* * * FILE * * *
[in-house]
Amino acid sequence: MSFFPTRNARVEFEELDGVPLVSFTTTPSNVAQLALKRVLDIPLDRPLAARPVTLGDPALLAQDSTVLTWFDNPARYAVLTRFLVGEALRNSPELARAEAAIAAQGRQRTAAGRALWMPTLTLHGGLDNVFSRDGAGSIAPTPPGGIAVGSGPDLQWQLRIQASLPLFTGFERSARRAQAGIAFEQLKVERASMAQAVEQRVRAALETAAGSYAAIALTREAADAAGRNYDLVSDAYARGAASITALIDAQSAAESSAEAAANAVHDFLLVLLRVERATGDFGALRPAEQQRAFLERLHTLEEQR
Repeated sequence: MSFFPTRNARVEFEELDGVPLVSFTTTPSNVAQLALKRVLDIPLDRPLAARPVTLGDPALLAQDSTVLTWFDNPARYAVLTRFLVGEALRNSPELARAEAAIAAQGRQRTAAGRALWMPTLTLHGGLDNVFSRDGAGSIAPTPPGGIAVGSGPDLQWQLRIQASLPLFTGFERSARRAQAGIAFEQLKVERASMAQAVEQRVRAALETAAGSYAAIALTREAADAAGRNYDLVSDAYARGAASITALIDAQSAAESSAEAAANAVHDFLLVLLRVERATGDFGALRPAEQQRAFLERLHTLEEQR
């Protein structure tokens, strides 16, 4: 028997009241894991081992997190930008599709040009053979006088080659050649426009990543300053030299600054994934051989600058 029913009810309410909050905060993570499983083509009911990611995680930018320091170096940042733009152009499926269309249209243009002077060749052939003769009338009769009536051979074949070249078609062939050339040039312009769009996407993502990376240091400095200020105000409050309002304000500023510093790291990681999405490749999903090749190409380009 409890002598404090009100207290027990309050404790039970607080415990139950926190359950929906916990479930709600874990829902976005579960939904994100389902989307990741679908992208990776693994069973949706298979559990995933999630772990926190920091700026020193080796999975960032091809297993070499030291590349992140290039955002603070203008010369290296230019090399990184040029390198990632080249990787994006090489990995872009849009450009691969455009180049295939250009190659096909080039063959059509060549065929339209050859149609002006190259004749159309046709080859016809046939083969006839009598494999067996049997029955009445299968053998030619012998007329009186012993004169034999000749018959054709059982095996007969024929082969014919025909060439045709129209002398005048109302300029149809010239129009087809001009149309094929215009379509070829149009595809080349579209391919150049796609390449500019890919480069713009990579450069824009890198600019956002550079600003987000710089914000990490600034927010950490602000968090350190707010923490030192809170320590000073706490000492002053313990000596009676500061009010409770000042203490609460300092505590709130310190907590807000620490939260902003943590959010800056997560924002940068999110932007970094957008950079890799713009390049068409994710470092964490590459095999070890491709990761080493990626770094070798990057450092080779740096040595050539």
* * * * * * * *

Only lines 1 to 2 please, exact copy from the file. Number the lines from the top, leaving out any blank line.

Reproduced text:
[in-house]
Amino acid sequence: MSFFPTRNARVEFEELDGVPLVSFTTTPSNVAQLALKRVLDIPLDRPLAARPVTLGDPALLAQDSTVLTWFDNPARYAVLTRFLVGEALRNSPELARAEAAIAAQGRQRTAAGRALWMPTLTLHGGLDNVFSRDGAGSIAPTPPGGIAVGSGPDLQWQLRIQASLPLFTGFERSARRAQAGIAFEQLKVERASMAQAVEQRVRAALETAAGSYAAIALTREAADAAGRNYDLVSDAYARGAASITALIDAQSAAESSAEAAANAVHDFLLVLLRVERATGDFGALRPAEQQRAFLERLHTLEEQR